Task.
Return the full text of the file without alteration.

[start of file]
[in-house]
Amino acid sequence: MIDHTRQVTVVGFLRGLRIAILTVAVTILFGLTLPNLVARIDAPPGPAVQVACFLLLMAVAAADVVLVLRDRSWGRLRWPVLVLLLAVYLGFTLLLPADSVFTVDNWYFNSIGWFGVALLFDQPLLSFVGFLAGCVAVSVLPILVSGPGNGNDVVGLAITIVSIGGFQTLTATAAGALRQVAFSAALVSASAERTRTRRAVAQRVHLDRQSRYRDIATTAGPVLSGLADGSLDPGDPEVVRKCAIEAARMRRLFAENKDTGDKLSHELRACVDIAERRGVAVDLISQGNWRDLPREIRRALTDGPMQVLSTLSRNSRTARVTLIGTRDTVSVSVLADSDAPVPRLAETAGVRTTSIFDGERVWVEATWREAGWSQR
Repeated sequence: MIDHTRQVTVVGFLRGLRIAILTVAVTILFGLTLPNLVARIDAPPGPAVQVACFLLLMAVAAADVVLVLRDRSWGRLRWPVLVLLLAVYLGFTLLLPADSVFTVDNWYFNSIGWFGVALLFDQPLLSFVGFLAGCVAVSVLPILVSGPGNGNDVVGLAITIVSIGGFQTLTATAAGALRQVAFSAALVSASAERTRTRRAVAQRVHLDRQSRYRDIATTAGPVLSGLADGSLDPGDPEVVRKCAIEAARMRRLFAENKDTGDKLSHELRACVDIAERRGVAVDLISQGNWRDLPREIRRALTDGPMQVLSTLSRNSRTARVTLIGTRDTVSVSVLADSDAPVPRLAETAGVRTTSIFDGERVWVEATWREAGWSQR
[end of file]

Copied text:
[in-house]
Amino acid sequence: MIDHTRQVTVVGFLRGLRIAILTVAVTILFGLTLPNLVARIDAPPGPAVQVACFLLLMAVAAADVVLVLRDRSWGRLRWPVLVLLLAVYLGFTLLLPADSVFTVDNWYFNSIGWFGVALLFDQPLLSFVGFLAGCVAVSVLPILVSGPGNGNDVVGLAITIVSIGGFQTLTATAAGALRQVAFSAALVSASAERTRTRRAVAQRVHLDRQSRYRDIATTAGPVLSGLADGSLDPGDPEVVRKCAIEAARMRRLFAENKDTGDKLSHELRACVDIAERRGVAVDLISQGNWRDLPREIRRALTDGPMQVLSTLSRNSRTARVTLIGTRDTVSVSVLADSDAPVPRLAETAGVRTTSIFDGERVWVEATWREAGWSQR
Repeated sequence: MIDHTRQVTVVGFLRGLRIAILTVAVTILFGLTLPNLVARIDAPPGPAVQVACFLLLMAVAAADVVLVLRDRSWGRLRWPVLVLLLAVYLGFTLLLPADSVFTVDNWYFNSIGWFGVALLFDQPLLSFVGFLAGCVAVSVLPILVSGPGNGNDVVGLAITIVSIGGFQTLTATAAGALRQVAFSAALVSASAERTRTRRAVAQRVHLDRQSRYRDIATTAGPVLSGLADGSLDPGDPEVVRKCAIEAARMRRLFAENKDTGDKLSHELRACVDIAERRGVAVDLISQGNWRDLPREIRRALTDGPMQVLSTLSRNSRTARVTLIGTRDTVSVSVLADSDAPVPRLAETAGVRTTSIFDGERVWVEATWREAGWSQR